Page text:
16. The evidence given by PW2 in cross-examination shows that two or three days prior to the commission of suicide, Ambily had called her over telephone and had told her that she would not commit suicide, and she was determined to fight, or she would show how to live, or survive. It appears that Ambily happened to make such a statement some two or three days prior to the death, due to some act of assault on the part of the husband. When she met the lawyer some three days back, her demand was to get divorce, and also to realise the money and ornaments due from the 1st accused. The evidence given by the lawyer Crl.A No.541 of 2009 does not contain anything to show that Ambily was in a dejected or disappointed mood at that time, or that she appeared to be really melancholic, or as a woman who has lost all hopes in life. The evidence of the mother shows that despite the cruel treatment of her husband, she was determined to fight, or that she was confident that she could survive the challenges in life including the negative conduct of her husband. That is why she told the mother that she would not commit suicide, and that she was determined to fight and show to others how to live. This the clear evidence given by the mother when cross-examined by the defence. To extract from the evidence of PW2 about what Ambily told her over telephone, “%N 5xEa fdIWV 5bGI. >^X 2x_A\a”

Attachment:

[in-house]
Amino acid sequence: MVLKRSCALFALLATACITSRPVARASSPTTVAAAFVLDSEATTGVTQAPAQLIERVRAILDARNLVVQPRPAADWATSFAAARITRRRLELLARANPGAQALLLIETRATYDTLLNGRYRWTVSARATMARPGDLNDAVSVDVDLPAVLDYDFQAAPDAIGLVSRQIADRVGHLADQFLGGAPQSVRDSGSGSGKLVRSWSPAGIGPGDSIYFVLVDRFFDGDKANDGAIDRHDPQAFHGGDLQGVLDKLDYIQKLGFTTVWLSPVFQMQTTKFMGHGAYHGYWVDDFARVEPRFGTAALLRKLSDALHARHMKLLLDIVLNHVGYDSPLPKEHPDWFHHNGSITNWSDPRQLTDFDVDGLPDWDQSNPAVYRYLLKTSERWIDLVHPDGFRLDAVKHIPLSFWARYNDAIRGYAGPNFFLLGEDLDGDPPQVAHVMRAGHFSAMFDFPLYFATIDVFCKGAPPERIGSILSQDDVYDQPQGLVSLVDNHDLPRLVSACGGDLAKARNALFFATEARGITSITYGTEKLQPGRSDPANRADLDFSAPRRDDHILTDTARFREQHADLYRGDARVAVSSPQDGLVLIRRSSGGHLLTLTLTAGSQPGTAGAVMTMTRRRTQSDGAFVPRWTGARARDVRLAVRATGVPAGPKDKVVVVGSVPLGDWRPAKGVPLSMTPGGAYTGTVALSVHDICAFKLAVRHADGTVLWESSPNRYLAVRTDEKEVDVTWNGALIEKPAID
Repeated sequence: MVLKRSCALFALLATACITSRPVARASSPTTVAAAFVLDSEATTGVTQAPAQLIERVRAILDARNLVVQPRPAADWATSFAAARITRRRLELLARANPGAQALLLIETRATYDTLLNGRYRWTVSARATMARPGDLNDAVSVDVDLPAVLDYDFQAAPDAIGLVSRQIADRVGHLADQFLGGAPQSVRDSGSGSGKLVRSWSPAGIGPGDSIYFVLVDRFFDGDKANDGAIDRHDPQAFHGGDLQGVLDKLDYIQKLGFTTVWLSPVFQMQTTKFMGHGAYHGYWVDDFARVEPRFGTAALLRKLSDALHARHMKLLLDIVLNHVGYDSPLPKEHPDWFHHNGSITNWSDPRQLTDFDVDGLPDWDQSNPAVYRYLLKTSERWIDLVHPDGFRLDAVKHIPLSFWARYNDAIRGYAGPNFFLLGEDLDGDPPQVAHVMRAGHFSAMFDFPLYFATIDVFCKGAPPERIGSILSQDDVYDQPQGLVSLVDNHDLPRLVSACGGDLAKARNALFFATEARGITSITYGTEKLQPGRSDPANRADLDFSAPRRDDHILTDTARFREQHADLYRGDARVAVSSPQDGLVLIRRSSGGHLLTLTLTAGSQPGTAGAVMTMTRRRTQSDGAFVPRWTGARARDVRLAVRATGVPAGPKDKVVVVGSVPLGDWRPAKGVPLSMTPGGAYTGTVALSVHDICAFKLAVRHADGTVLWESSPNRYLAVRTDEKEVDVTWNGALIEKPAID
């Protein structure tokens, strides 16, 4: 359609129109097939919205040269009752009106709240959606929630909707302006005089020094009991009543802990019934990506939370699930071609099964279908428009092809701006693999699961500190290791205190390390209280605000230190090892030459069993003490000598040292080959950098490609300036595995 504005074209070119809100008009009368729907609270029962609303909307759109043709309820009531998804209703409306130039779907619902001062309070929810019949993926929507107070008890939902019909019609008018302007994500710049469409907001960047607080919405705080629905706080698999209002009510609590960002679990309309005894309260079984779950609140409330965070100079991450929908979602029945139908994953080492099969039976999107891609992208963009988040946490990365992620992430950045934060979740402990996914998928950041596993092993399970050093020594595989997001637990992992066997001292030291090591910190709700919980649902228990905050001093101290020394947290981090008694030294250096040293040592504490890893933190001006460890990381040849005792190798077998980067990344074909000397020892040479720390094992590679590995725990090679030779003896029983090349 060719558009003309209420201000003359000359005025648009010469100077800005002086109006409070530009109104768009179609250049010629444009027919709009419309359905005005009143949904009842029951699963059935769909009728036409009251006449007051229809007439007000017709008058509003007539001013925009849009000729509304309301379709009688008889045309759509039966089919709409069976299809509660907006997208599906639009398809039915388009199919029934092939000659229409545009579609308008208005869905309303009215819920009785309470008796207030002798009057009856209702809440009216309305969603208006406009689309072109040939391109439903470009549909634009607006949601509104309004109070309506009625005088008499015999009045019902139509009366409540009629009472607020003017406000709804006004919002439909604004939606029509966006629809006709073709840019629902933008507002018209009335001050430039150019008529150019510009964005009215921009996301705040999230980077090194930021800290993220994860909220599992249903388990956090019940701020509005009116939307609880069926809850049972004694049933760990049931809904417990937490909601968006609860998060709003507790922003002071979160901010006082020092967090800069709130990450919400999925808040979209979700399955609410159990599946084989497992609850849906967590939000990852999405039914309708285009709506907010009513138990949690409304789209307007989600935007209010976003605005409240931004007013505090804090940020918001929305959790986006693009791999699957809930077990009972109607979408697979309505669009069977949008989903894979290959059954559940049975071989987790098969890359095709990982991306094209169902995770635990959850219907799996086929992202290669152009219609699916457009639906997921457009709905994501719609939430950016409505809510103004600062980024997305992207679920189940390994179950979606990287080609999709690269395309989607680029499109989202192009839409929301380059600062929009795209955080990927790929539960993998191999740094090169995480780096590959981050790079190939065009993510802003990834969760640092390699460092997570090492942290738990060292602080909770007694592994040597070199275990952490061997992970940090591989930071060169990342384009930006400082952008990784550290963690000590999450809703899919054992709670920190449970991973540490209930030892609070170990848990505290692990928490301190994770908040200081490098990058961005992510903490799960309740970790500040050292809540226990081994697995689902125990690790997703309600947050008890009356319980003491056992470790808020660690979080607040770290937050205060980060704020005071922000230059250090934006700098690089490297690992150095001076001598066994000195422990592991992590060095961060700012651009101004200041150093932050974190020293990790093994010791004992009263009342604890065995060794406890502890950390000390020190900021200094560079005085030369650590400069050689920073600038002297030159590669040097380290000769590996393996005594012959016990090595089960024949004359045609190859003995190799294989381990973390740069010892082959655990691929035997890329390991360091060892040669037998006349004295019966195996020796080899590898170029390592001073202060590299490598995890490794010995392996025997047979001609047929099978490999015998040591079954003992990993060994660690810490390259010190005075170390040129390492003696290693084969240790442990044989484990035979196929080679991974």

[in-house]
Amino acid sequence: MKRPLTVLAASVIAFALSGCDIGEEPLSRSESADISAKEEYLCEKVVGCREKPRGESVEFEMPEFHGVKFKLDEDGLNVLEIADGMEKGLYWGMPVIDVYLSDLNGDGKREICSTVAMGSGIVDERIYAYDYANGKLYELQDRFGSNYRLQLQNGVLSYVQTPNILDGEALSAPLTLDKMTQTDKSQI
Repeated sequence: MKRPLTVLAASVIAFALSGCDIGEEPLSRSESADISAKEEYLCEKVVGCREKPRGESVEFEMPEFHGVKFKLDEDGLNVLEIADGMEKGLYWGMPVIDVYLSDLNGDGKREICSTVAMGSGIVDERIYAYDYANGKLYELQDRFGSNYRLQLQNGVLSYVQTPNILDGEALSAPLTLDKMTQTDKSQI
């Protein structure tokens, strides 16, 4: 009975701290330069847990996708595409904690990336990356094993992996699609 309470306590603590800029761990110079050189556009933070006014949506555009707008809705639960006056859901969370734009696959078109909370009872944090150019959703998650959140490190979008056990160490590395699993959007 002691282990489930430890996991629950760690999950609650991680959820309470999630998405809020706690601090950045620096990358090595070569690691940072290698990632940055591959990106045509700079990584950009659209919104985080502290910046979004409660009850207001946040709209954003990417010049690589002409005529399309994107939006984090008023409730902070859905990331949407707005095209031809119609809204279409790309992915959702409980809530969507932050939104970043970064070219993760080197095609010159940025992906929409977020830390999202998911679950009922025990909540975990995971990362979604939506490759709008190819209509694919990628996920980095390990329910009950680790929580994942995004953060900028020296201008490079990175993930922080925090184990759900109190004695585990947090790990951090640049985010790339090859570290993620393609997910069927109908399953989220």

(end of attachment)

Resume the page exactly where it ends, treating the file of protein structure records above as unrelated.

&vYDcef:On_\o.e<`U_:na 5^C_:na f5^?aAa” .Ka IyE^Cme gI^ODm (Mother please don’t cry and aggravate your blood pressure. I will never commit suicide, I will show how to live”)

17. The above statement extracted from the evidence of PW2, as the statement told by the Crl.A No.541 of 2009 deceased shows that the cruelty of her husband was not the immediate cause of the commission of suicide. It is not known what exactly led her to the commission of suicide. Every act of cruelty may not by itself amount to abetment as meant under Section 306 I.P.C. What is required for a prosecution under Section 306 I.P.C is cruelty or negative conduct of extreme nature and degree, which will have the effect of driving the victim to the commission of suicide. To attract Section 306 I.P.C, on the allegation of matrimonial cruelty “there must be a situation where the act of the accused would, in ordinary circumstances, drive the victim to the commission of suicide” (Faisal’s case).